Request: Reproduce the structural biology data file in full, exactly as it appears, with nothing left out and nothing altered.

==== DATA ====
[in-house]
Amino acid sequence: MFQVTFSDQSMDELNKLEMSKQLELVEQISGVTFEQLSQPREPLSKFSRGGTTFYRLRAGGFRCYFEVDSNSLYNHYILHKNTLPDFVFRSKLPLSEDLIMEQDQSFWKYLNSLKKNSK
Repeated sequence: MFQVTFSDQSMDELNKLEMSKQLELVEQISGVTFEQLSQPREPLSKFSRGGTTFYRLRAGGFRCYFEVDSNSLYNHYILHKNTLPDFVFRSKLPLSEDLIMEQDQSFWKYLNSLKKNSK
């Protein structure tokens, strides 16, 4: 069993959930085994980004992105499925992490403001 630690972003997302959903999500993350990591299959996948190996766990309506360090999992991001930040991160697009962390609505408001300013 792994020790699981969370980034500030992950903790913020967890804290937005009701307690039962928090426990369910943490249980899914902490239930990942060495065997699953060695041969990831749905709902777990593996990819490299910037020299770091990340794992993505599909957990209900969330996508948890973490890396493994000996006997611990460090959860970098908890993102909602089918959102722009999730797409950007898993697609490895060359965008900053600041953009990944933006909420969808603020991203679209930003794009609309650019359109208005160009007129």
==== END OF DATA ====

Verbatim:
[in-house]
Amino acid sequence: MFQVTFSDQSMDELNKLEMSKQLELVEQISGVTFEQLSQPREPLSKFSRGGTTFYRLRAGGFRCYFEVDSNSLYNHYILHKNTLPDFVFRSKLPLSEDLIMEQDQSFWKYLNSLKKNSK
Repeated sequence: MFQVTFSDQSMDELNKLEMSKQLELVEQISGVTFEQLSQPREPLSKFSRGGTTFYRLRAGGFRCYFEVDSNSLYNHYILHKNTLPDFVFRSKLPLSEDLIMEQDQSFWKYLNSLKKNSK
């Protein structure tokens, strides 16, 4: 069993959930085994980004992105499925992490403001 630690972003997302959903999500993350990591299959996948190996766990309506360090999992991001930040991160697009962390609505408001300013 792994020790699981969370980034500030992950903790913020967890804290937005009701307690039962928090426990369910943490249980899914902490239930990942060495065997699953060695041969990831749905709902777990593996990819490299910037020299770091990340794992993505599909957990209900969330996508948890973490890396493994000996006997611990460090959860970098908890993102909602089918959102722009999730797409950007898993697609490895060359965008900053600041953009990944933006909420969808603020991203679209930003794009609309650019359109208005160009007129």